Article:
Validation sent a rush of adrenaline through her system. It was her favorite, too. The other carvings were forest animal figurines, none any bigger than eight inches tall. Her friends back in Fairbanks raved about them, but friends were biased. She cherished their praise but didn’t always believe it.

She’d broken new ground with the wolf, though. After finding a ragged chunk of driftwood about two feet long, she’d left the basic shape intact while carving the wolf in bas-relief on the smoothest side. Powerful and majestic, the wolf appeared to be emerging from the piece of wood.

Ted had praised the carving, but Ted had a natural tendency to encourage people. His comments didn’t pack the same punch as those from someone who didn’t know her and had no reason to protect her feelings. Excitement made her giddy.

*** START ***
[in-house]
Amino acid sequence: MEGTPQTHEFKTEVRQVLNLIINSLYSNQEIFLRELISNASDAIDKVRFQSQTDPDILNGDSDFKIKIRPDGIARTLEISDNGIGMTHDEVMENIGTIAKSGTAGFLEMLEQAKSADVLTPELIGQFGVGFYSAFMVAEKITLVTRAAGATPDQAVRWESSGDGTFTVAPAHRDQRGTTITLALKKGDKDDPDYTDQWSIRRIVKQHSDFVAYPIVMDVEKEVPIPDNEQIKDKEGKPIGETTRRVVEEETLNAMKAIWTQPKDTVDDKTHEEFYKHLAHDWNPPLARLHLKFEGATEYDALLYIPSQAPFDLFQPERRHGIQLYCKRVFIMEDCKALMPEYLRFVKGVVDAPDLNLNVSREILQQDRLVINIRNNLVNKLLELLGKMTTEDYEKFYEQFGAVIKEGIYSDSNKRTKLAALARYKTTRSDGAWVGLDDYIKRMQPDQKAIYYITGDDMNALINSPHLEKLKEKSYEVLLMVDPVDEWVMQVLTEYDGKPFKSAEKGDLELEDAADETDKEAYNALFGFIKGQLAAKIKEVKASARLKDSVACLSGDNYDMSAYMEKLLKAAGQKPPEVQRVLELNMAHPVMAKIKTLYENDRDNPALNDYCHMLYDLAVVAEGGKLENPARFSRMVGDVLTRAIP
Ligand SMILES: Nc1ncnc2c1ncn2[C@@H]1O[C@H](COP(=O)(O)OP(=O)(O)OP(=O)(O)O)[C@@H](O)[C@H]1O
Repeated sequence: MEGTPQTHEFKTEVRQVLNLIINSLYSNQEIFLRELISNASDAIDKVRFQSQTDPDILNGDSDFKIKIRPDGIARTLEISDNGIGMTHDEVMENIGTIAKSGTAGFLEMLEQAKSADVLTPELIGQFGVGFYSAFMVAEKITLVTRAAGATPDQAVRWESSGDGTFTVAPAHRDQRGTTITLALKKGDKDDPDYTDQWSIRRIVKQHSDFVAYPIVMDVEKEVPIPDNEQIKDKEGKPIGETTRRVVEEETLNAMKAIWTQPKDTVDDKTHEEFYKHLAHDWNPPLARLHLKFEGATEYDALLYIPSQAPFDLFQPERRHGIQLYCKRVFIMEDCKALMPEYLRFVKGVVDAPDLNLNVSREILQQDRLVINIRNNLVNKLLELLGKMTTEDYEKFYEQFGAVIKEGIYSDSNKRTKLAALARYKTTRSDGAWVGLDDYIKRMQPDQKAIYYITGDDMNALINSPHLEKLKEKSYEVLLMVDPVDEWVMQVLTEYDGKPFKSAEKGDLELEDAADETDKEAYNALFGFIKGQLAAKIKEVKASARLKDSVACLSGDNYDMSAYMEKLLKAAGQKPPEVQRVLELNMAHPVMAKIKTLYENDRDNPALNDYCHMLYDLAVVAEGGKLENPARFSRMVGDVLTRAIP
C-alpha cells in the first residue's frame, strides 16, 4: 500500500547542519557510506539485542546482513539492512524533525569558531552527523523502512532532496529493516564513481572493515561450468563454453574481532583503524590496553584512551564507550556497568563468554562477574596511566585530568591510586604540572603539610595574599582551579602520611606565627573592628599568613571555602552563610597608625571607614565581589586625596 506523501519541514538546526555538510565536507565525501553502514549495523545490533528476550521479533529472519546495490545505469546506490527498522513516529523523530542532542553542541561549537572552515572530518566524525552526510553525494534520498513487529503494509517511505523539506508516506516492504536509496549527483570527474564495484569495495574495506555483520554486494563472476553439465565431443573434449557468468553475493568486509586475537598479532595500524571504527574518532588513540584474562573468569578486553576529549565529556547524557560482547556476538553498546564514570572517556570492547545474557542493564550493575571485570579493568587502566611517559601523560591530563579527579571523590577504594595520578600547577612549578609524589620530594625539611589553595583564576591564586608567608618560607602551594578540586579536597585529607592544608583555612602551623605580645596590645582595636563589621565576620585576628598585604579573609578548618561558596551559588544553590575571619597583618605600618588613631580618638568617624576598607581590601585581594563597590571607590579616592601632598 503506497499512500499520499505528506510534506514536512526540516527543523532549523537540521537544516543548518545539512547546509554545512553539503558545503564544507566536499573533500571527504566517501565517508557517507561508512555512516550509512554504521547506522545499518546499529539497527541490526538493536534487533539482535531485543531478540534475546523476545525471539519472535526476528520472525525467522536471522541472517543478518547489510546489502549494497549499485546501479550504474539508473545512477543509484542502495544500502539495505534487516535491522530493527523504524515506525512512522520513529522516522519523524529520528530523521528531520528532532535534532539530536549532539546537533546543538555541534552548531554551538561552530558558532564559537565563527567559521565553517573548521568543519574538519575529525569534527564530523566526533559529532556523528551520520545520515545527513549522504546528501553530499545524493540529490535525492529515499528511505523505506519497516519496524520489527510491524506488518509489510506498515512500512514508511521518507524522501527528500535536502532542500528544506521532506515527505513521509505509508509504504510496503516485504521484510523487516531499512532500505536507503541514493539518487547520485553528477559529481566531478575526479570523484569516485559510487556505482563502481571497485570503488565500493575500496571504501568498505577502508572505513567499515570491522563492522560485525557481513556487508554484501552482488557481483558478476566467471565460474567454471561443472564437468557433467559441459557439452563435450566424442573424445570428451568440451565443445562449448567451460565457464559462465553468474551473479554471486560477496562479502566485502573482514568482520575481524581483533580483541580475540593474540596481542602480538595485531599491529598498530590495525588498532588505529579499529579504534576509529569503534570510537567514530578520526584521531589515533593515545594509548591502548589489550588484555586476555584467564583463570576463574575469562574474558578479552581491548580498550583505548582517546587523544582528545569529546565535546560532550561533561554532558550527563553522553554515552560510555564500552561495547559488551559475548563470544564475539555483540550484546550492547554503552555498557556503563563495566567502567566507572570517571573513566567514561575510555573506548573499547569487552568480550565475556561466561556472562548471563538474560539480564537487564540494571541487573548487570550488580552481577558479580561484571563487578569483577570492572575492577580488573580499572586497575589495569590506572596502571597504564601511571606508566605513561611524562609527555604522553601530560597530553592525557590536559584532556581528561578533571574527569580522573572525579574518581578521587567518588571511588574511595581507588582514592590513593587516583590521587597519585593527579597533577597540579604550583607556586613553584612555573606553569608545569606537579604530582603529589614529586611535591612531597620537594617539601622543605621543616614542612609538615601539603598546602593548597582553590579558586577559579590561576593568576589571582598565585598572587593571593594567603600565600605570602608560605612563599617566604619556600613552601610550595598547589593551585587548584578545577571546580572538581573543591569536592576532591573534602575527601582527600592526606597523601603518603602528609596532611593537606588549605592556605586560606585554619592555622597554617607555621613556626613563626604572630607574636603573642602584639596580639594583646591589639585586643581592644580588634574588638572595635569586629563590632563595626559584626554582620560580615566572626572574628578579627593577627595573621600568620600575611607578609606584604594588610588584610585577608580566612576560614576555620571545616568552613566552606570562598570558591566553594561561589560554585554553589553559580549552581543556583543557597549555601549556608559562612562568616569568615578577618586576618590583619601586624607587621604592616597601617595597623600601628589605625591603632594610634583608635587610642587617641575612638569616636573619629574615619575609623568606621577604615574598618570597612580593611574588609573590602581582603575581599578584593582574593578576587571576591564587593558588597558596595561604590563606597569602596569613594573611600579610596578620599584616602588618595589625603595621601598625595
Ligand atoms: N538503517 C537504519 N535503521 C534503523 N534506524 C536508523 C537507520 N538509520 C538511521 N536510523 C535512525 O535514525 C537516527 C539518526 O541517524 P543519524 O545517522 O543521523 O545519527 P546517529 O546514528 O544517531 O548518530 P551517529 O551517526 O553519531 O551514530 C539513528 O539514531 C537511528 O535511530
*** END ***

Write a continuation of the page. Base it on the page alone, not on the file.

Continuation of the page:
A moment of silence followed. She wondered if Jake had wandered away from the display to begin his grocery shopping, but she didn’t dare look to make sure. If he’d finished admiring her work, that was fine. He’d given her a gift simply by commenting favorably.

“I want to buy it.”

Her chest tightened. A sale.

“All righty, then!” Ted sounded pleased.

Rachel was in shock. A complete stranger was willing to pay money for something she’d created! She stifled the urge to rush over and shower him with thanks. On the heels of that urge came another—to snatch the piece and announce it wasn’t for sale after all.

Once Jake bought that carving, she’d never see it again. She hadn’t expected to be upset by that. Apparently the wolf meant far more to her than she’d realized.